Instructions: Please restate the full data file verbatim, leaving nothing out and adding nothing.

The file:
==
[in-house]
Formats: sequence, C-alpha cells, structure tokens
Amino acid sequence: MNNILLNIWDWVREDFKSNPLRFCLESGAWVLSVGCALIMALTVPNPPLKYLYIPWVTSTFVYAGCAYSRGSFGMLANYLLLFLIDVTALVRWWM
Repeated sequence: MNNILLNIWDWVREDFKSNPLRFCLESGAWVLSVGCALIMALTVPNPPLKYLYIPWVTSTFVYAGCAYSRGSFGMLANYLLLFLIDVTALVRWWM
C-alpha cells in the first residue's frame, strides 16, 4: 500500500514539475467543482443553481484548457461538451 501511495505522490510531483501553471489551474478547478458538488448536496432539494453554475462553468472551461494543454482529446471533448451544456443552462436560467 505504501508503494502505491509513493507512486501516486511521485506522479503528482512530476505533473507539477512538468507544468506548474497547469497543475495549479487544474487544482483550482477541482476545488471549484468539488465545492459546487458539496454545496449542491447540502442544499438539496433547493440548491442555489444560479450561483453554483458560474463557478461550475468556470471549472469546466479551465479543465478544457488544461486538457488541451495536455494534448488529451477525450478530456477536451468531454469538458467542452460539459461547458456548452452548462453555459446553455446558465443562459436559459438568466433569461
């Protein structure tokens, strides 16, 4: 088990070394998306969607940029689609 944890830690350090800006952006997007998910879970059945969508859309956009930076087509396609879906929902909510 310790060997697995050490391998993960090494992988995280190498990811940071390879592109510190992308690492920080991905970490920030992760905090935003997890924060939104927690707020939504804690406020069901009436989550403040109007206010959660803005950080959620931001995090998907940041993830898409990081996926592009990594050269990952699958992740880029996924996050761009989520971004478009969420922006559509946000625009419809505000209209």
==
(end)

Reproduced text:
[in-house]
Formats: sequence, C-alpha cells, structure tokens
Amino acid sequence: MNNILLNIWDWVREDFKSNPLRFCLESGAWVLSVGCALIMALTVPNPPLKYLYIPWVTSTFVYAGCAYSRGSFGMLANYLLLFLIDVTALVRWWM
Repeated sequence: MNNILLNIWDWVREDFKSNPLRFCLESGAWVLSVGCALIMALTVPNPPLKYLYIPWVTSTFVYAGCAYSRGSFGMLANYLLLFLIDVTALVRWWM
C-alpha cells in the first residue's frame, strides 16, 4: 500500500514539475467543482443553481484548457461538451 501511495505522490510531483501553471489551474478547478458538488448536496432539494453554475462553468472551461494543454482529446471533448451544456443552462436560467 505504501508503494502505491509513493507512486501516486511521485506522479503528482512530476505533473507539477512538468507544468506548474497547469497543475495549479487544474487544482483550482477541482476545488471549484468539488465545492459546487458539496454545496449542491447540502442544499438539496433547493440548491442555489444560479450561483453554483458560474463557478461550475468556470471549472469546466479551465479543465478544457488544461486538457488541451495536455494534448488529451477525450478530456477536451468531454469538458467542452460539459461547458456548452452548462453555459446553455446558465443562459436559459438568466433569461
């Protein structure tokens, strides 16, 4: 088990070394998306969607940029689609 944890830690350090800006952006997007998910879970059945969508859309956009930076087509396609879906929902909510 310790060997697995050490391998993960090494992988995280190498990811940071390879592109510190992308690492920080991905970490920030992760905090935003997890924060939104927690707020939504804690406020069901009436989550403040109007206010959660803005950080959620931001995090998907940041993830898409990081996926592009990594050269990952699958992740880029996924996050761009989520971004478009969420922006559509946000625009419809505000209209």